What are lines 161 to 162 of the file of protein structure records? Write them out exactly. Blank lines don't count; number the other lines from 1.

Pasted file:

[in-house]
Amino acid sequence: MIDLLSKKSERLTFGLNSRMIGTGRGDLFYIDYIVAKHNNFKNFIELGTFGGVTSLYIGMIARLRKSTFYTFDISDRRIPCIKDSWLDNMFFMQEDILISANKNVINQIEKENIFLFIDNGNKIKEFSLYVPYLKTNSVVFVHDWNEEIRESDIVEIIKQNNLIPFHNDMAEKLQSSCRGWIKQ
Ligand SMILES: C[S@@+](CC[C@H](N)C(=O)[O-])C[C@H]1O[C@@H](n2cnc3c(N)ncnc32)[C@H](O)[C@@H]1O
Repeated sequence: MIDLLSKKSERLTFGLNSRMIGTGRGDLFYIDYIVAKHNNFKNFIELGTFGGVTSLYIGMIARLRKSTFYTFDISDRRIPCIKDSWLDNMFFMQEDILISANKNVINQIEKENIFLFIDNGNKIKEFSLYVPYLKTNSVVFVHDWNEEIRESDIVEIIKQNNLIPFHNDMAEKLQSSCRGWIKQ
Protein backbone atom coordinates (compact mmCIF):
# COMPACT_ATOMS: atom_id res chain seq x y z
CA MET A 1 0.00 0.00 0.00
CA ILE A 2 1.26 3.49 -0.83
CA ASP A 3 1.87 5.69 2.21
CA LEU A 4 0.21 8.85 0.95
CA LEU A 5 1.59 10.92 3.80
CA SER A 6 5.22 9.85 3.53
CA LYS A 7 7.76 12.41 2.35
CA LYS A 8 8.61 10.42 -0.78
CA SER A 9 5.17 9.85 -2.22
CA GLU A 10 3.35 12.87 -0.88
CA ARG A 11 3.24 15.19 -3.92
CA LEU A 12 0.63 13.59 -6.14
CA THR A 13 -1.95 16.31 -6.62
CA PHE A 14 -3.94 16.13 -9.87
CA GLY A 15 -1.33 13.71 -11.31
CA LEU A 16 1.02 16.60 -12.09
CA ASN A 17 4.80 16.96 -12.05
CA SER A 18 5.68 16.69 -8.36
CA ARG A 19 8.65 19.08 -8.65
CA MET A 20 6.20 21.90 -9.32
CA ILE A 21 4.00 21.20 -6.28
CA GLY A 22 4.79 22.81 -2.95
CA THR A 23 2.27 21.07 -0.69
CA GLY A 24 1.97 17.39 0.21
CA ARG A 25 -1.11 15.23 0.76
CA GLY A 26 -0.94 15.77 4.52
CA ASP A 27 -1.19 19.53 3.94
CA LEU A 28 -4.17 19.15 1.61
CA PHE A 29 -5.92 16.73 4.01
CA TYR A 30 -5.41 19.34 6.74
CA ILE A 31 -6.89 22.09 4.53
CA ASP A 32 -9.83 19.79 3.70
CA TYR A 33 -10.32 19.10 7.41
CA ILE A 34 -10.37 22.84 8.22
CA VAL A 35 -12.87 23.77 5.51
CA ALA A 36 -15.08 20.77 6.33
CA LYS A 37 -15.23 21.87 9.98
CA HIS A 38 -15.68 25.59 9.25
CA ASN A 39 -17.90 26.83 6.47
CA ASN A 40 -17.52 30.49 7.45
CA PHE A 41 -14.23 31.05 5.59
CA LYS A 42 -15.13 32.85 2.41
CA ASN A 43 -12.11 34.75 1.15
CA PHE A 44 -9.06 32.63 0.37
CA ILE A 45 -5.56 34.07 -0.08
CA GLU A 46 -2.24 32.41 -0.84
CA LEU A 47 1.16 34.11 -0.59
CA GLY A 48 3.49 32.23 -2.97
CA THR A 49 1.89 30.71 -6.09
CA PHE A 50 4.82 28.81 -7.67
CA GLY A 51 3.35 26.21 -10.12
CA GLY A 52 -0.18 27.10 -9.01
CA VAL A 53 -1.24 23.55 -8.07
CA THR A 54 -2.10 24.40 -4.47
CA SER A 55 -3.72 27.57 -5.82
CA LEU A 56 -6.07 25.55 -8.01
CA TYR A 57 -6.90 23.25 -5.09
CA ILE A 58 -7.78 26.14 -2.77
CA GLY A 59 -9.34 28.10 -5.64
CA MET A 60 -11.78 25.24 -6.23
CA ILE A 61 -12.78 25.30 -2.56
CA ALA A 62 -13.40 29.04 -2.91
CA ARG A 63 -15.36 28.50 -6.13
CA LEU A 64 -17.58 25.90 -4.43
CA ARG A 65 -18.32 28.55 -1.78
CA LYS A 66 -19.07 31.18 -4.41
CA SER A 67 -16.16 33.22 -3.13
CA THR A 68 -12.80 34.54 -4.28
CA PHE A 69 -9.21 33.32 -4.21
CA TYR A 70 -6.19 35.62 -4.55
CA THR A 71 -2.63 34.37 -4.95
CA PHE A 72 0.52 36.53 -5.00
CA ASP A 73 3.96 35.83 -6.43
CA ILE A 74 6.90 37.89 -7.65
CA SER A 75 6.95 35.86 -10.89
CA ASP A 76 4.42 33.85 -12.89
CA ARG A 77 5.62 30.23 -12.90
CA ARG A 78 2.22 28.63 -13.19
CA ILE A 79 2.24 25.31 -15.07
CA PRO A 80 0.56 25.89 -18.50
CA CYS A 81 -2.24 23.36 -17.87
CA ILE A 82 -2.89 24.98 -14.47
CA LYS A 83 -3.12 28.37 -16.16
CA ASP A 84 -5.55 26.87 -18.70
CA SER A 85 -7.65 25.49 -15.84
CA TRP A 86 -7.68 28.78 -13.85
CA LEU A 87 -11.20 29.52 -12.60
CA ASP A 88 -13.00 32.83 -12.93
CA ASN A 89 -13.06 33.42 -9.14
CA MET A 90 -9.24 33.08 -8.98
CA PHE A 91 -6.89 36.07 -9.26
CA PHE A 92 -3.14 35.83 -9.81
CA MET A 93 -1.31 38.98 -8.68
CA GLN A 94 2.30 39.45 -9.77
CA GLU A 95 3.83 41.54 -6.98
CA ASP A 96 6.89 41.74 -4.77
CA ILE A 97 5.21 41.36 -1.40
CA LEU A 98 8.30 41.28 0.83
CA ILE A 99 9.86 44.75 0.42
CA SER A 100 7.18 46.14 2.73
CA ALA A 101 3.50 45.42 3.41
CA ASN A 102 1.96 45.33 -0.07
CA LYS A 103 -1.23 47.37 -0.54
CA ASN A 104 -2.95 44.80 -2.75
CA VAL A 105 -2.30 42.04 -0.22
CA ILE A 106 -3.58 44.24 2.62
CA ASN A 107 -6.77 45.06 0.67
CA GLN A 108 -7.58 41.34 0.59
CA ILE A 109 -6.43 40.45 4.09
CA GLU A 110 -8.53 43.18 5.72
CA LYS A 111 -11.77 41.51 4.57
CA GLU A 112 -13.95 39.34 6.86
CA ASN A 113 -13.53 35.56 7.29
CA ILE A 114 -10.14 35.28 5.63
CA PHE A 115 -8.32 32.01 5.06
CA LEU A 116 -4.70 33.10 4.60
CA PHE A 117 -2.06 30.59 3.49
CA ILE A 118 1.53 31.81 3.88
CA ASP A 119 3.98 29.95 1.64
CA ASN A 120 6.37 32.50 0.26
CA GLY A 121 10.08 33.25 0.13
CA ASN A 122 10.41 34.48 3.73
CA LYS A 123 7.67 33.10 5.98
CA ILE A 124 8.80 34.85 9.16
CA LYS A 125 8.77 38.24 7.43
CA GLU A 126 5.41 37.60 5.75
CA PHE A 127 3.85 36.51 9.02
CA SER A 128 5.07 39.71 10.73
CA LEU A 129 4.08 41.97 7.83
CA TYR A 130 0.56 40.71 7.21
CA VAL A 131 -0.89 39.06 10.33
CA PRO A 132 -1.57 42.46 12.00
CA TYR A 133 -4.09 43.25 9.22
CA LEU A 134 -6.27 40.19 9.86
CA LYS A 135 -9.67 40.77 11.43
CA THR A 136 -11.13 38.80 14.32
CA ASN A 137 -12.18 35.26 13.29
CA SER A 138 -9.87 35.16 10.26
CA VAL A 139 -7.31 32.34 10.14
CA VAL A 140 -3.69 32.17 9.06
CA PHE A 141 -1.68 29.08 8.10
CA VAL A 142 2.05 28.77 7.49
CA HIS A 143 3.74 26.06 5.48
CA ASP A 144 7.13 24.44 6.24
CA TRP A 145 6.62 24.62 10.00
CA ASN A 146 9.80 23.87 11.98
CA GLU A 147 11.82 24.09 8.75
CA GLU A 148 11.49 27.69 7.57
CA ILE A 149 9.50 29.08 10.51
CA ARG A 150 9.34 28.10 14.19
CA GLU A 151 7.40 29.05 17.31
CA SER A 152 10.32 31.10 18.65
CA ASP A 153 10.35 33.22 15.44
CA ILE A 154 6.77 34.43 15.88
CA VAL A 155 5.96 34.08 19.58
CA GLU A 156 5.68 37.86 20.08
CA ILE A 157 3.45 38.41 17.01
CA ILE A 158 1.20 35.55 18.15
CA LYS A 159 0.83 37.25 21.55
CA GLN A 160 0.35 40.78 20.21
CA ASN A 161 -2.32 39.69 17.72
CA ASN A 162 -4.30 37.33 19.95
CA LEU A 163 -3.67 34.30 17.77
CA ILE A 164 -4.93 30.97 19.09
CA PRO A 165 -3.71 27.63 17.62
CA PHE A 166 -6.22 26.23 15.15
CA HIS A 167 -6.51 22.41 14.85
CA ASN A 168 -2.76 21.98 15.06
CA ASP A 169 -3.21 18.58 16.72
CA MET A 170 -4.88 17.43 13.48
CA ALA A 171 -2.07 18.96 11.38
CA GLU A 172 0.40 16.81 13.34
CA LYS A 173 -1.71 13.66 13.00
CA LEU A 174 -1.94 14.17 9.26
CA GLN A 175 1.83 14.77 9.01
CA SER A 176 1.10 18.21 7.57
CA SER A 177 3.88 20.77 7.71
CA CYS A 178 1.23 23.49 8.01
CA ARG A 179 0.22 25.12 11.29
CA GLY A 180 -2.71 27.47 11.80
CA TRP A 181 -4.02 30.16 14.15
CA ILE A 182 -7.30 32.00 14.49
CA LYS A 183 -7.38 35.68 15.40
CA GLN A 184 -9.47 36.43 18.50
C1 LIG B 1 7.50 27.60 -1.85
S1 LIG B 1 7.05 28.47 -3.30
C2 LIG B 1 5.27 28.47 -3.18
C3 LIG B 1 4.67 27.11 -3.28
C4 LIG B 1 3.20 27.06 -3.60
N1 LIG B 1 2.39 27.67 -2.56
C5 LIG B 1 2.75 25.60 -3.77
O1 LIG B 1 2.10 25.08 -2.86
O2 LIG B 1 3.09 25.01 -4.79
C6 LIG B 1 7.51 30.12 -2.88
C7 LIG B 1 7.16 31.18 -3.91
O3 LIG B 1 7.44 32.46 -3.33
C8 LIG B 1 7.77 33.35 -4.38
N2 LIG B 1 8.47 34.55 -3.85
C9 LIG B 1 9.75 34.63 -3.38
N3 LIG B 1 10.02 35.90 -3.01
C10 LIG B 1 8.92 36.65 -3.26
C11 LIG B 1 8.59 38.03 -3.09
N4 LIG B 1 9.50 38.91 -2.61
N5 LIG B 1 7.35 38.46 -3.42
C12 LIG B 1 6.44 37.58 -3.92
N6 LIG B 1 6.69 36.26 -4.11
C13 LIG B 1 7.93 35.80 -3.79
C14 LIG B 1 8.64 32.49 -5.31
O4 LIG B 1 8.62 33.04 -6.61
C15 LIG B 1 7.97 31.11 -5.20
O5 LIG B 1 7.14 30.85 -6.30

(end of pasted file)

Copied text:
CA VAL A 155 5.96 34.08 19.58
CA GLU A 156 5.68 37.86 20.08